Ezra Klein has been accused of being of two minds about Paul Ryan, though in truth his once abundant praise for the Wisconsin Randian Thomist ended abruptly upon the appearance of the first full-blown Ryan Budget in 2011.
Just over a year ago, I wrote a column praising Rep. Paul Ryan’s Roadmap. I called its ambition “welcome, and all too rare.” I said its dismissal of the status quo was “a point in its favor.” When the inevitable backlash came, I defended Ryan against accusations that he was a fraud, and that technical mistakes in his tax projections should be taken as evidence of dishonesty. I also, for the record, like Ryan personally, and appreciate his policy-oriented approach to politics.
So I believe I have some credibility when I say that the budget Ryan released last week is not courageous or serious or significant. It’s a joke, and a bad one.>For one thing, Ryan’s savings all come from cuts, and at least two-thirds of them come from programs serving the poor. The wealthy, meanwhile, would see their taxes lowered, and the Defense Department would escape unscathed. It is not courageous to attack the weak while supporting your party’s most inane and damaging fiscal orthodoxies. But the problem isn’t just that Ryan’s budget is morally questionable. It also wouldn’t work.
That continued to be the tenor of Ezra’s commentary on Ryan as defined by his famous budget, which in turn became the official federal fiscal blueprint for the entire GOP.
But now Klein is again of two minds about Ryan, presumably because Ryan is of two minds about Ryan. The Wisconsin’s new “poverty plan” is sharply at odds with his past budget submissions in some crucial particulars. And Ryan falls into incoherence in try to explain the conflict:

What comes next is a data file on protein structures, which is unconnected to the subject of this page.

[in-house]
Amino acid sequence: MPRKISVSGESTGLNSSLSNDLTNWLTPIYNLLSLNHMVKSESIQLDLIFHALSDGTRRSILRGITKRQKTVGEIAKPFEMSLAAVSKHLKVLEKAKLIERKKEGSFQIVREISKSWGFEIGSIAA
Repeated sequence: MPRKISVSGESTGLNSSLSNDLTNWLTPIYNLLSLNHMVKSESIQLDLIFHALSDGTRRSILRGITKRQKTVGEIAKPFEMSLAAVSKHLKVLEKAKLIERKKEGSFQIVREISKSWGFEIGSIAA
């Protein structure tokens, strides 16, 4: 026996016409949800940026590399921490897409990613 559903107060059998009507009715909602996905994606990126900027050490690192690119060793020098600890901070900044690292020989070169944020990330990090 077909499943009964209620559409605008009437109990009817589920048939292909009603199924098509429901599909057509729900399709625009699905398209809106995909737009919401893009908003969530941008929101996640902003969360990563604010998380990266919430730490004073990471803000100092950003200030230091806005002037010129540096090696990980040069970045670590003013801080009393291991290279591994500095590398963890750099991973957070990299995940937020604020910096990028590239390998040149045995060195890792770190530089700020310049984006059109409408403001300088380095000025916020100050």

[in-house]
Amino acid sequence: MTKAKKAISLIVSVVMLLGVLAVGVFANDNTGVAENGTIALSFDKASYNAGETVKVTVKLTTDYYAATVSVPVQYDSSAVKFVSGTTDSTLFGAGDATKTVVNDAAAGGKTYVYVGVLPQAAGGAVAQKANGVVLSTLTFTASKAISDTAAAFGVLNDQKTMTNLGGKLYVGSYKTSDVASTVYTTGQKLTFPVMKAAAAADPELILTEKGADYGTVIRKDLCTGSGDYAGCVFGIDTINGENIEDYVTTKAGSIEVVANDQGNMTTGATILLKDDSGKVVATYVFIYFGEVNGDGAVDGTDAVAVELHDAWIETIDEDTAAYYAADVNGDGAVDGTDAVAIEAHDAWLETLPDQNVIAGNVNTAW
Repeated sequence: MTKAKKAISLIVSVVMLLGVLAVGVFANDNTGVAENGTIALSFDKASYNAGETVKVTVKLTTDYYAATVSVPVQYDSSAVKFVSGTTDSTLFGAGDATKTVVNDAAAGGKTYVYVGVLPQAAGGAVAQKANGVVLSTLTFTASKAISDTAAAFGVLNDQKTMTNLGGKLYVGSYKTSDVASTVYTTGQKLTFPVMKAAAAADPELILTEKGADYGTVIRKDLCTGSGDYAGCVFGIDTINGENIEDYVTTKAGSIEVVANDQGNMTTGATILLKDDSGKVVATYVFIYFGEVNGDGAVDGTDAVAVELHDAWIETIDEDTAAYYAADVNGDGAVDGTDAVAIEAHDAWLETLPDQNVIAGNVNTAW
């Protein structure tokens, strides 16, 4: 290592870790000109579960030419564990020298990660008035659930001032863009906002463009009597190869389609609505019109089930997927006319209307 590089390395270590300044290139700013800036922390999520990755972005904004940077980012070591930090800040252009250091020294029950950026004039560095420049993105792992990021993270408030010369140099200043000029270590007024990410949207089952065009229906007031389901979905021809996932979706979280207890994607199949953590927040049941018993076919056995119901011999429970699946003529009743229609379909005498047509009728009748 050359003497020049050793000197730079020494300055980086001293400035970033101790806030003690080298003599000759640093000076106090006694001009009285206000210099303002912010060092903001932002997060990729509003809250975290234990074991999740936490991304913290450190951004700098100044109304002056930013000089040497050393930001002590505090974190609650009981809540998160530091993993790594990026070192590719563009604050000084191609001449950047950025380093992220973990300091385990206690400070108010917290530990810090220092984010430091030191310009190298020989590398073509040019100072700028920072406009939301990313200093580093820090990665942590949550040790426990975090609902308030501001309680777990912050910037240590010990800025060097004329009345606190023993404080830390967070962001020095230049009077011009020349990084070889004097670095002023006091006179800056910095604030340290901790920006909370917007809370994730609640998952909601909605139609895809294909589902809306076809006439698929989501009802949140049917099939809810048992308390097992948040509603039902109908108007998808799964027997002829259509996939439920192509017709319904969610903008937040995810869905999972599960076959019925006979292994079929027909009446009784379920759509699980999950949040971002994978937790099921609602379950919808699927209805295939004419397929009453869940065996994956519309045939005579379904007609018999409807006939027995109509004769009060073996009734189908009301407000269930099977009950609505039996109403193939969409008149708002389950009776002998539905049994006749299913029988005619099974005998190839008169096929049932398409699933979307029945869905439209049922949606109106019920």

This is a pivot Ryan previewed in a conversation with Buzzfeed’s McKay Coppins. “I’ve got two roles,” he says. “I’m chairman of the House Budget Committee representing my conference … and I’m a House member representing Wisconsin doing my own thing. I can’t speak for everybody and put my stuff in their budget. My work on poverty is a separate thing.”
Oh, okay. We are supposed to believe the Ryan Budget, his main credential for climbing onto the 2012 Republican presidential ticket, was actually “my conference’s” budget. He was just accomodating other Republicans, not “doing my own thing.” So now we’re seeing the “real Ryan?” Or is it just another ploy to be all things to all people?
I suspect Ezra will get even more flack for returning to praise of Ryan this time around, but I’m sympathetic. He probably feels he’s providing an incentive for the Good Ryan to subdue the Bad Ryan once and for all, and even hints that the Bad Ryan’s work was mainly a product of the days when deficits and debt were taken more seriously by everybody.
But in the end, there is a very long history of “reform-minded” Republicans talking big and expressing compassion about poverty, and then screwing the poor the first opportunity they get to satisfy their “base’s” desire to shrink, not “reform,” the federal government, and decimate, not “save” crucial low-income safety net programs. It’s going to take a lot more than a “poverty plan” to make me treat the Ryan Budget as anything less than his central enduring legacy. After all, that budget wasn’t a “plan” or a “speech,” but legislation his party was fully planning to implement had things turned out a bit differently in 2012.